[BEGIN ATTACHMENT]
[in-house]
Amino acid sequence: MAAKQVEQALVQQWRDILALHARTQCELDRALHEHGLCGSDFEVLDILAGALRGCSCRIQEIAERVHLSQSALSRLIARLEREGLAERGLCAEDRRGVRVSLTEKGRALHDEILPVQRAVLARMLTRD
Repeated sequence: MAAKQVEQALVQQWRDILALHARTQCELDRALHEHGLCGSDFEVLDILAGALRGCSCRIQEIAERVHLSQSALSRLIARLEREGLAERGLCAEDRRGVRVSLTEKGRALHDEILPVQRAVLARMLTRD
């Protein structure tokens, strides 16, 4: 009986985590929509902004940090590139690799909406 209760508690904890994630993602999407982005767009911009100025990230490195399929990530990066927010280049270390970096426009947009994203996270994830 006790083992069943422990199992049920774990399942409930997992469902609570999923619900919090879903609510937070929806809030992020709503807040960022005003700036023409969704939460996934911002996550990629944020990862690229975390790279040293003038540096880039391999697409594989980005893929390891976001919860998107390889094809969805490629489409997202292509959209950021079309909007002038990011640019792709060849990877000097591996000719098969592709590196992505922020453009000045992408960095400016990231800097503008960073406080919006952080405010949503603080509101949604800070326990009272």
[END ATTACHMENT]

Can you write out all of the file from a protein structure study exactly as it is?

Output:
[in-house]
Amino acid sequence: MAAKQVEQALVQQWRDILALHARTQCELDRALHEHGLCGSDFEVLDILAGALRGCSCRIQEIAERVHLSQSALSRLIARLEREGLAERGLCAEDRRGVRVSLTEKGRALHDEILPVQRAVLARMLTRD
Repeated sequence: MAAKQVEQALVQQWRDILALHARTQCELDRALHEHGLCGSDFEVLDILAGALRGCSCRIQEIAERVHLSQSALSRLIARLEREGLAERGLCAEDRRGVRVSLTEKGRALHDEILPVQRAVLARMLTRD
């Protein structure tokens, strides 16, 4: 009986985590929509902004940090590139690799909406 209760508690904890994630993602999407982005767009911009100025990230490195399929990530990066927010280049270390970096426009947009994203996270994830 006790083992069943422990199992049920774990399942409930997992469902609570999923619900919090879903609510937070929806809030992020709503807040960022005003700036023409969704939460996934911002996550990629944020990862690229975390790279040293003038540096880039391999697409594989980005893929390891976001919860998107390889094809969805490629489409997202292509959209950021079309909007002038990011640019792709060849990877000097591996000719098969592709590196992505922020453009000045992408960095400016990231800097503008960073406080919006952080405010949503603080509101949604800070326990009272």